The Farmers policy states, in the insuring agreement of its "Part C-Uninsured Motorists Coverage and Underinsured Motorists Coverage," as follows:
"UNDERINSURED MOTORISTS COVERAGE INSURING AGREEMENT
We will pay damages which an 'insured' is legally entitled to recover from the owner or operator of an 'underinsured motor vehicle' because of bodily injury:
1. Sustained by an 'insured;' and
2. Caused by an accident.
The owner's or operator's liability for these damages must arise out of the ownership, maintenance or use of the 'underinsured motor vehicle.'"
The policy defines "underinsured motor vehicle" as a land motor vehicle or trailer of any type to which a bodily injury liability bond or policy applies at the time of the accident but its limit for bodily injury liability is less than the limit of liability for this coverage. We note that the parties agree that Haub was insured under an insurance policy that met this definition. Haub's insurance policy offered liability coverage of only $25,000 per person or $50,000 per accident.
In the "Amendment of Policy Provisions--Illinois" section of Yates's policy, the Farmers policy states as follows:
"III. Uninsured Motorists Coverage/Underinsured Motorists Coverage * * * 3. The Limit of Liability provision for Uninsured Motorist Coverage and Underinsured Motorist Coverage is replaced by the following:
LIMIT OF LIABILITY
a. The limit of liability shown in the Declarations for this coverage is our maximum limit of liability for all damages resulting from any one accident.
This is the most we will pay regardless of the number of:
2. Claims made;
3. Vehicles or premiums shown in the Declarations; or
4. Vehicles involved in the accident." (Emphasis added.)
Farmers claims that the aforementioned section's item number 3 is an antistacking clause that expressly forbids the aggregation of both vehicles' underinsured-motorist benefits. We note, however, that the insurance policy's declarations page includes a statement directly above the policy limits that states as follows: "COVERAGE IS PROVIDED WHERE A PREMIUM AND A LIMIT OF LIABILITY OR THE WORD 'INCLUDED' ARE SHOWN FOR COVERAGE." Additionally, on the declarations page, the row corresponding to uninsured/underinsured-motorist insurance states limits of "50/100" and a premium of $5 under both "auto one" and "auto two."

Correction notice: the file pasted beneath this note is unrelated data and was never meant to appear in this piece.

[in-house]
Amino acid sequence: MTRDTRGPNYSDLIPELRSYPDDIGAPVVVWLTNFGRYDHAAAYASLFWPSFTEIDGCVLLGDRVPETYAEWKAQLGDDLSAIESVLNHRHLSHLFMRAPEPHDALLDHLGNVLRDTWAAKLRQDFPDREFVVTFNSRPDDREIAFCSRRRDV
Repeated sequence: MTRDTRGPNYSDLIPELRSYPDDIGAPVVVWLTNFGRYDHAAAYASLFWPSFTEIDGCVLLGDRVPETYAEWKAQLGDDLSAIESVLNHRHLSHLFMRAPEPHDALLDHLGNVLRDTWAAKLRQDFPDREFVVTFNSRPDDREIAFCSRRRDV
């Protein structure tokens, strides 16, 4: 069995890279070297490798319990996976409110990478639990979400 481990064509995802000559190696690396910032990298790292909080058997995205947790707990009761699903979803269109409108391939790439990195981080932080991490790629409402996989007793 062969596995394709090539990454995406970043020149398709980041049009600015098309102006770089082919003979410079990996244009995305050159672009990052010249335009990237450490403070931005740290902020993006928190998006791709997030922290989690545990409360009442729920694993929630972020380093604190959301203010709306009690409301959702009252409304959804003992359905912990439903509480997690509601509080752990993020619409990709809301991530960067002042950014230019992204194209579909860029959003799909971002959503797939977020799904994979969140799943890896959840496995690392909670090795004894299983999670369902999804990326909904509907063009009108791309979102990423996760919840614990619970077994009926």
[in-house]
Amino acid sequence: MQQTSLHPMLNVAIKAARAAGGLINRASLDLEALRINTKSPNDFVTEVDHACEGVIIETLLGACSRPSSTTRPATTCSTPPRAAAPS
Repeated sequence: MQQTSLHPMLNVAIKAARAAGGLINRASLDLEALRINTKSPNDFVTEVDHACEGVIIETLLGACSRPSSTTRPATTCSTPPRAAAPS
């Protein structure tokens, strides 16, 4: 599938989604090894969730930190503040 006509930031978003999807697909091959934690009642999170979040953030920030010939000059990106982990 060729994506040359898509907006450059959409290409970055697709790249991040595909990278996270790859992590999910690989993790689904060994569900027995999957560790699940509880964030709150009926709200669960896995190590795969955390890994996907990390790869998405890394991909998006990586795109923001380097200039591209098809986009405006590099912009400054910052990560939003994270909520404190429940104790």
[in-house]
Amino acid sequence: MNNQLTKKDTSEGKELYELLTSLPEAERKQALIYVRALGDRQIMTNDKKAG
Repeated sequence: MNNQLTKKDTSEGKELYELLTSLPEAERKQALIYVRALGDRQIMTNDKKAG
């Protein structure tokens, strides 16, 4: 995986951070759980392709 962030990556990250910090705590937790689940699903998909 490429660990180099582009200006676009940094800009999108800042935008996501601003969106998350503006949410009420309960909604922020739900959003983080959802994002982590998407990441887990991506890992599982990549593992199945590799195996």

The insurance policy contains provisions that are ambiguous and contradictory. In one part of the insurance policy, there is a provision claimed to be an antistacking provision. On the declarations page, the policy states that coverage is provided where a premium and a limit of liability are shown. On the declarations page, the policy shows limits of "50/100" and a premium under each of the two vehicles.
If an ambiguity exists in an insurance contract, the courts will adopt a liberal construction of the language used in favor of the insured, while the policy will be construed strictly (see Grevas v. U.S. Fidelity & Guaranty Co., 152 Ill. 2d 407, 410 , 604 N.E.2d 942, 944 (1992)) and strongly (see Hannigan v. Country Mutual Insurance Co., 264 Ill. App. 3d 336, 339, 636 N.E.2d 897, 899 (1994)) against the insurer. The policy underlying this rule is the fact that the words that were used in the policy were chosen by the insurer; therefore, any ambiguity is chargeable to it. See Canadian Radium & Uranium Corp. v. Indemnity Insurance Co. of North America, 411 Ill. 325, 332, 104 N.E.2d 250, 254 (1952).
Since the policy contains inconsistent provisions, we must construe the policy in a manner that is most favorable to the insured. See Stearns v. Millers Mutual Insurance Ass'n of Illinois, 278 Ill. App. 3d 893, 896, 663 N.E.2d 517, 519 (1996). Hence, we find that the circuit court's decision granting Yates $100,000 in underinsured-motorist coverage, a figure arrived at by aggregating the $50,000 limit for underinsured-motorist coverage on each of the two vehicles in Yates's insurance policy, was correct.
In light of the foregoing considerations, we affirm the circuit court's decision.
GOLDENHERSH, P.J., and HOPKINS, J., concur.